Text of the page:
Zach: "So, an important thing that you need to do before you put this all together is to clean the brake rotors. You know when you get them in the box, they're in a bag and they've got some oil and stuff like that on them to keep them from rusting. And so, a good thing to do is to take them to a solvent tank and just rinse them off. And then you can use brake clean then Joe's going to rinse them off here and then blow them off with air.

Joe: "And it's just kind of a best practice to not touch the friction surface or the brake pad if you can avoid it, just to keep from getting oil from your fingers on it. So now that that's on, we can move on to the next step which is to determine the offset of the caliper and what stack of spacers we're going to need."

Joe: "All right, our next move is to mock up the caliper on the caliper bracket, and then we're going to slide it over the rotor and we're going to kind of take a measurement. Your spacers will go between this bracket and this one, and that's what determines the offset. So, this just assembles on the slide bolts we put the standoff side of the boss up against the caliper. It's kind of a lot to hold so it helps to have a buddy. And then you want to make sure that you're centered, that this is roughly centered on the slide, and we get about three eights on that. Once you have that spacing measured, in order to assemble it you'll need to pull it all apart, pull the caliper back off the bracket, and pull the rotor off to enable you to get to the bolts and nuts to bolt the two halves of the bracket together. And then you'll reassemble it and check your spacing one more time."

Zach: "This would be another good place use some Loctite too when you put it together for the last time."

Joe: "And because this is a sliding caliper, when you check this you want to make sure, that you kind of slide it in both directions and make sure that it make sure that it's mostly centered. One thing you definitely want to do too when you put this together for the last time is put a little bit of caliper grease on these slide pins. That way it allows that caliper to move back and forth freely without binding up at all."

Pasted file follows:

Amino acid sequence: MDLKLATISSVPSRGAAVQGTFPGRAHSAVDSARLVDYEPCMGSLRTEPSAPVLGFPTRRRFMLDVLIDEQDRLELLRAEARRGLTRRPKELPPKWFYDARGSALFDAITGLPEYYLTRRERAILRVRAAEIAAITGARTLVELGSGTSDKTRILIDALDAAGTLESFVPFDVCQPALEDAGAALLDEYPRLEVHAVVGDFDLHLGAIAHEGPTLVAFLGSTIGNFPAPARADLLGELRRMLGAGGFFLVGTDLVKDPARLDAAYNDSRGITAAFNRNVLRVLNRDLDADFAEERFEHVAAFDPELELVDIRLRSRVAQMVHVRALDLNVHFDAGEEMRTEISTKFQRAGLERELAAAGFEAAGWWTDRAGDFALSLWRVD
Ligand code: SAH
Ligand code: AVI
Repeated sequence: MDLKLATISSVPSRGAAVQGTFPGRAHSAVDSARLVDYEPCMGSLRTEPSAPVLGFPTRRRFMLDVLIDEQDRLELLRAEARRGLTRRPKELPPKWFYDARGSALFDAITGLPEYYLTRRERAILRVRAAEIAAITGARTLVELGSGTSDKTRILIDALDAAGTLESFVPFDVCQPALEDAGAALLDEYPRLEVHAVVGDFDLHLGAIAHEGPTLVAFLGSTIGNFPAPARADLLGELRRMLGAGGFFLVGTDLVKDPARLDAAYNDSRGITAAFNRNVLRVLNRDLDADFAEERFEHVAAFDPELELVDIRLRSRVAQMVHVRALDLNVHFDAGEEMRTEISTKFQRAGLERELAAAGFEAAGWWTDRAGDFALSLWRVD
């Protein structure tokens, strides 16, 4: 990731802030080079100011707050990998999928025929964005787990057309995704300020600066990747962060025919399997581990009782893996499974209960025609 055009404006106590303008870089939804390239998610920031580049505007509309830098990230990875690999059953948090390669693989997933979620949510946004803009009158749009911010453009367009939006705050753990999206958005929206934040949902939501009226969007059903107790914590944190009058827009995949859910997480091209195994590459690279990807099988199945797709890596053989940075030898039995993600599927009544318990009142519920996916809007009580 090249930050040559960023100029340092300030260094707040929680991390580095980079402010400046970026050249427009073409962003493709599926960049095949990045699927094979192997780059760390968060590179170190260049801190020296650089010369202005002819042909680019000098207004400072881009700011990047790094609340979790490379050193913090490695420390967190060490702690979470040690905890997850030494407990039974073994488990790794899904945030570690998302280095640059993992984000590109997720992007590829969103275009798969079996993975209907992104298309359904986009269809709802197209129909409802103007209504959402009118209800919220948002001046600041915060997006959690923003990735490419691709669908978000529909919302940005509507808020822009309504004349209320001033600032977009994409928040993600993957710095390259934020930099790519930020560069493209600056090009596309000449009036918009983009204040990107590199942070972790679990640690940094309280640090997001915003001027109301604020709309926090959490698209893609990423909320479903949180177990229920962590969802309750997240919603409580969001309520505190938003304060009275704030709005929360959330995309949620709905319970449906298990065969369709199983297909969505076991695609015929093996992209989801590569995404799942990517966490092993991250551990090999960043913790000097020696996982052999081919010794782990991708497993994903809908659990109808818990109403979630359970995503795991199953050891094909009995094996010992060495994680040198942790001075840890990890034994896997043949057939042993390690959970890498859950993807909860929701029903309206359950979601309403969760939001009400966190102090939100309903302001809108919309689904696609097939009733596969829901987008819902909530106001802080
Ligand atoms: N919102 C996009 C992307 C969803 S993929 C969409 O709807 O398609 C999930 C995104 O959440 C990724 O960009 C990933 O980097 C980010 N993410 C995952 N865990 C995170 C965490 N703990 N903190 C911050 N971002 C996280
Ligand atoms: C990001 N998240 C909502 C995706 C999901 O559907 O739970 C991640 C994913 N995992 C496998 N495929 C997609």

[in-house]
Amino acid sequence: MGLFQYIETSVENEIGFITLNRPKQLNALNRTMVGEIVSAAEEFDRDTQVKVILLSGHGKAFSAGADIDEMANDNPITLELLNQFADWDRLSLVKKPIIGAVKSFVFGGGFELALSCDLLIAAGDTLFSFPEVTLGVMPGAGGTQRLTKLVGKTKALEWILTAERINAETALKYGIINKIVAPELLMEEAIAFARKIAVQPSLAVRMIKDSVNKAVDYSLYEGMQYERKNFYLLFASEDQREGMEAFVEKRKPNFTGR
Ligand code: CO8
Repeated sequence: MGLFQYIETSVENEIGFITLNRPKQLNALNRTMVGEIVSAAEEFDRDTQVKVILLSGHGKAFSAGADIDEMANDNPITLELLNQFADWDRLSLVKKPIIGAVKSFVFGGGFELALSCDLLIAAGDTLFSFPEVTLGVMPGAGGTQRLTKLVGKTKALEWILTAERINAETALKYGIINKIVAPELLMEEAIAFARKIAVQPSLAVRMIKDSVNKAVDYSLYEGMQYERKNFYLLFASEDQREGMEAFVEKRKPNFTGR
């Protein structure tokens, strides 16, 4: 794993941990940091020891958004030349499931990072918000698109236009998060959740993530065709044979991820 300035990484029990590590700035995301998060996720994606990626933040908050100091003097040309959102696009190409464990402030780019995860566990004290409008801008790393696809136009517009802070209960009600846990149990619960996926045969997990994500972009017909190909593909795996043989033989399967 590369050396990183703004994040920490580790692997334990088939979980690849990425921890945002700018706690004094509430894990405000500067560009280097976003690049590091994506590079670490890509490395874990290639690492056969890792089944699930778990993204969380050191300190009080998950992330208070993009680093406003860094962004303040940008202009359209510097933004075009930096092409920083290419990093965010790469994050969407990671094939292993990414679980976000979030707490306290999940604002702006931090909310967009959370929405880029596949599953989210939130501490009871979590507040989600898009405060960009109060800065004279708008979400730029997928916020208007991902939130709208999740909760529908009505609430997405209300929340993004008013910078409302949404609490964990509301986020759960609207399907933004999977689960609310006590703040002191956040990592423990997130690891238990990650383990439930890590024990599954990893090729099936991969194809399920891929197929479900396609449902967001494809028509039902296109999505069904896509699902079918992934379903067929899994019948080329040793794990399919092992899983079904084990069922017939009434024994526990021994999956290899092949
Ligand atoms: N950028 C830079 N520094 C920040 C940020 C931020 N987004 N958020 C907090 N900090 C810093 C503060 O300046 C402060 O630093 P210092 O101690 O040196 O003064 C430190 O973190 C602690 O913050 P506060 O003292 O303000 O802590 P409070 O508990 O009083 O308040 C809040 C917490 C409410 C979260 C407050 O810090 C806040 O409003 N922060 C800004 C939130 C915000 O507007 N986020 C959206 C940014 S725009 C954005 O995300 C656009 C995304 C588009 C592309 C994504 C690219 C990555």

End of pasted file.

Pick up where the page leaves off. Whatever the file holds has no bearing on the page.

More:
Joe: "Now that we're all installed, if you're using the non-emergency brake version of this kit, you're pretty much home free. You just bleed the caliper, make sure your bleeder points up, leave the caliper as you would usually. With the emergency brake version there's a little bit of a trick that we've learned the hard way. We thought that you could just bleed it like you would a normal caliper, it's not true. This emergency brake lever actually moves the piston in and if you don't do that then you're just never going to get them bled.

Zach: "Right, so a lot of times you want to go ahead and hook your brake cable up and adjust it. Get the pad moved right up to the face of the rotor and then you can start bleeding the air out of it. And you can see the piston come out if you look down in there you know just make sure that the piston is drawn out snug. And once you've done that, bleed the brakes and you're on down the road. Yep. You know so there's a few tricks to installing this because it's a universal kit. It's meant to cover a lot of applications but once you've got those handled it's a really great kit. Thank you Zach, and thanks to everybody for watching."